New music in Oslo

Last weekend I was lucky enough to be invited to appear at a mini-festival of new music in Oslo, organised by the nyMusikk Composers' Group. Aside from being a great opportunity to see what the Norwegians are focusing on in their 21st century trip through new music, it also gave the opportunity to see into aspects of modern Canadian and U.S. music, as well as hearing some recent offerings from fellow UK-based composers.

New music is exceptionally well supported and funded in Norway, which in itself is enough to make me pine for the fjords (like a parrot). More important however was the spirit of collaboration and discovery that pervaded the weekend. Festivals of course are great - like taking a hot bath in new-found musical salts. This one was no exception; I was overwhelmed by the variety of music, all of which apart from the UK stuff was completely new to me. Peter Edwards, Adam Basanta, Tze Yeung Ho... names that stood out as presenting music I really liked; all new to me, all interesting, friendly, approachable people. I remember reading about Brian Ferneyhough being over the moon when people told him they like his music; several times over the weekend I went over to talk to someone about how much I had enjoyed their piece and it was lovely to see that they seemed genuinely over the moon to hear so. The same with the performers, e.g. Melis Jaatinen, Decho Ensemble and Architek Percussion, from Finland, the USA, and Canada respectively.

My own piece Come Fuck Yourself Up was performed by Ensemble7Bridges on the Sunday, and the performance was fantastic. The piece asks the performers to apply a level of interpretation to musical gestures, but amid a very tense mood and tightly-paced intensity. The tape - drawn in part from the infamous Jonestown Deathtape - adds to the intensity, and thus for the audience I had hoped for a rough but worthwhile and musical ride. Comments from audience members included "brutal", "visceral", "harrowing"; I was over the moon to hear these given in kindness, and combined with my gratefulness towards the performers for doing such a great job of I was left feeling pretty damn happy.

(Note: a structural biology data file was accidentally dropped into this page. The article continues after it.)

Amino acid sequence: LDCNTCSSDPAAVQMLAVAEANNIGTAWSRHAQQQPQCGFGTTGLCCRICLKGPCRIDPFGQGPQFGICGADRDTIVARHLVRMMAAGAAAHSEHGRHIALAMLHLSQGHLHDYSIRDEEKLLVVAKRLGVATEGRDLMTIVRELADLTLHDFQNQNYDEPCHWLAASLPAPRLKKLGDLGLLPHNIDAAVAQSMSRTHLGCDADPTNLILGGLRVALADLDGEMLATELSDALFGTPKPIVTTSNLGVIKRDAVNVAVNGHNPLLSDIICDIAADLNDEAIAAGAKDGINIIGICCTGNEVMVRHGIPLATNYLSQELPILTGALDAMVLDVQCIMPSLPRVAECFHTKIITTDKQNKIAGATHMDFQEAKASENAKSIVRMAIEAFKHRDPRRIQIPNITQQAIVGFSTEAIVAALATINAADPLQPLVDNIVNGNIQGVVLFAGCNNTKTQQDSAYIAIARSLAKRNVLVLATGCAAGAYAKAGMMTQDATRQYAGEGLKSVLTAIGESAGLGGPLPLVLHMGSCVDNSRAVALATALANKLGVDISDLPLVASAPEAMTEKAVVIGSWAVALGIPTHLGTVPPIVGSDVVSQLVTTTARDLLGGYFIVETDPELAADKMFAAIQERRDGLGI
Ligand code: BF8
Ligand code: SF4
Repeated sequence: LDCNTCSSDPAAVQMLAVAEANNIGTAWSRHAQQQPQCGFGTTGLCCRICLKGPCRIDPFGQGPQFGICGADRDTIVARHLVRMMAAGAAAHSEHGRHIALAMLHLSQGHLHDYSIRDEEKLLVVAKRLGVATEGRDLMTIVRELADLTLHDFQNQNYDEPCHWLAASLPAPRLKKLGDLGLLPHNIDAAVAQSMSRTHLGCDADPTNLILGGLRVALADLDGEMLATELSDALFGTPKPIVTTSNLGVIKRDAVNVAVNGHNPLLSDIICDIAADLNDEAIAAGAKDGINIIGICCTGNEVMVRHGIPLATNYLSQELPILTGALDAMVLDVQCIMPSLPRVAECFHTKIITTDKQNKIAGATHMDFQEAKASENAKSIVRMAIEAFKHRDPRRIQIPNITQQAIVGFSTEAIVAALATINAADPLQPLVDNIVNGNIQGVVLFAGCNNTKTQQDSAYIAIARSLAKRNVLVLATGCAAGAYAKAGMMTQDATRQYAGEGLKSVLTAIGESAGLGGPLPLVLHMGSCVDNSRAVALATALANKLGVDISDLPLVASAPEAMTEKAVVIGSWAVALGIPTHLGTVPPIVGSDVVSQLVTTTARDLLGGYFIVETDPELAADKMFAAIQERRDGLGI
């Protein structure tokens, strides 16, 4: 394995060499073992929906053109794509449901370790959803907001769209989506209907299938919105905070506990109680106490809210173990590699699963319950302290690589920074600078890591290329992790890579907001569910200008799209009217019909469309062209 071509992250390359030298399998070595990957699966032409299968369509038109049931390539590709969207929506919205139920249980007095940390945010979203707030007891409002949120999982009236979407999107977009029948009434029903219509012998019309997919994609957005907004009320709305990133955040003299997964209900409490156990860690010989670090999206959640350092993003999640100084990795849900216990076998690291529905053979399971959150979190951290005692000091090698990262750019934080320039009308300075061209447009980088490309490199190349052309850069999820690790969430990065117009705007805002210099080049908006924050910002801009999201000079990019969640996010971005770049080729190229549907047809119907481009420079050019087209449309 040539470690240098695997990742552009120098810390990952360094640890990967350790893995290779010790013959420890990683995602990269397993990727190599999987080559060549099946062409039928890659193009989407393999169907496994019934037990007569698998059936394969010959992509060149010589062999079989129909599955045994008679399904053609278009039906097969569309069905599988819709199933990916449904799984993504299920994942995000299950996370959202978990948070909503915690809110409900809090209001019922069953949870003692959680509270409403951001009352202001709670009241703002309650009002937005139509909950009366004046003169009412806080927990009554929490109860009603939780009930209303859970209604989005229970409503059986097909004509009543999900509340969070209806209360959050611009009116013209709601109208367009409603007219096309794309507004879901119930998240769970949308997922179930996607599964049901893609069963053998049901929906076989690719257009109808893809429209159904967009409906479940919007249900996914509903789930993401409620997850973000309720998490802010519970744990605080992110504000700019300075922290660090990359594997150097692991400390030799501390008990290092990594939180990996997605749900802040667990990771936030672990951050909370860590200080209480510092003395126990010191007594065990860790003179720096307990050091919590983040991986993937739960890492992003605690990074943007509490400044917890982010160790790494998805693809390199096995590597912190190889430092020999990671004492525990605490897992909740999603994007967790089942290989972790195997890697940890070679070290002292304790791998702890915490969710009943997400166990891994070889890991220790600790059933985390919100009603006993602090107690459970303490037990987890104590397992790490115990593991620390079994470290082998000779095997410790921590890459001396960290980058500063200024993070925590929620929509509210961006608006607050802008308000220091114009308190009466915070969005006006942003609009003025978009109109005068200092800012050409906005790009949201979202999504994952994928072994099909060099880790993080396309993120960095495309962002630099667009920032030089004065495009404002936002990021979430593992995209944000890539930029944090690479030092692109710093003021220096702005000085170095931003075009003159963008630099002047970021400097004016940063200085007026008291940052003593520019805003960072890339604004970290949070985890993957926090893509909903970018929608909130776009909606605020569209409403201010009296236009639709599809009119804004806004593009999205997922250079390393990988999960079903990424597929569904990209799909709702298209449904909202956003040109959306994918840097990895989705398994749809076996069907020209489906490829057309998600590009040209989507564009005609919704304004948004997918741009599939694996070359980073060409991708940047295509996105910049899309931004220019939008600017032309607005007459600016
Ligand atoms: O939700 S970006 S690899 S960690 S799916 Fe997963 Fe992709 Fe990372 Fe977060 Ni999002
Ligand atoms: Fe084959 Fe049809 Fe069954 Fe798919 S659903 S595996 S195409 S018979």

All in all a weekend of marvellous discovery. Meeting new musicians/composers, hearing new musics from different countries, hearing feedback on my own new work... the world is now somewhat larger.

TUSK, and handling expectations

I often think of writing music as being about managing expectations. Living as we are in the wake of a long period of intense exploration of new musical grounds (the 20th century), writing music nowadays is uniquely difficult, in that each individual piece must have a solid, unique logic to it and must be able to communicate that logic to listeners. We've shrugged off restrictions such as music having to be in sonata form, or having to use all 12 tones arranged into a 'row', or even having to specify exactly what sounds are made and when. As such composers are now much more attentive to whether a new piece will be able to create, manage, and reward expectations while its unique form unfolds.

Aside from wearing my composer's hat, in the last couple of years I've also become active in exploring and pushing the sound world of the electric cello as an instrument in its own right (rather than just a cello that has an amp). It's just been anounced that I'll be playing a set at TUSK Festival this year (which I'm very excited about BTW) and the setting for this year's festival is The Sage in Gateshead - a venue that has certain expectations attached to it. TUSK itself also creates certain expectations - it's a festival of "genre-defying international music" - and certainly rewards them. I'll be opening the festival on October 14th at 5pm, with a solo electric cello performance on the concourse at the Sage.

What I'm driving it is that all these things may or may not trigger certain expectations. The instrument, the format ("Solo [INSERT ANY INSTRUMENT] performance"), the venue, the festival, perhaps my work as a composer if you've heard some. So what I'm most looking forward to is engaging with those expectations and managing them, controlling them in a sense, which I believe is the role of anyone creating music. Come and see me play on October 14th. Whether what I produces meets your expectations or not, I hope that as listeners/onlookers you will nonetheless feel rewarded; at any rate it would be lovely to chat to you afterwards.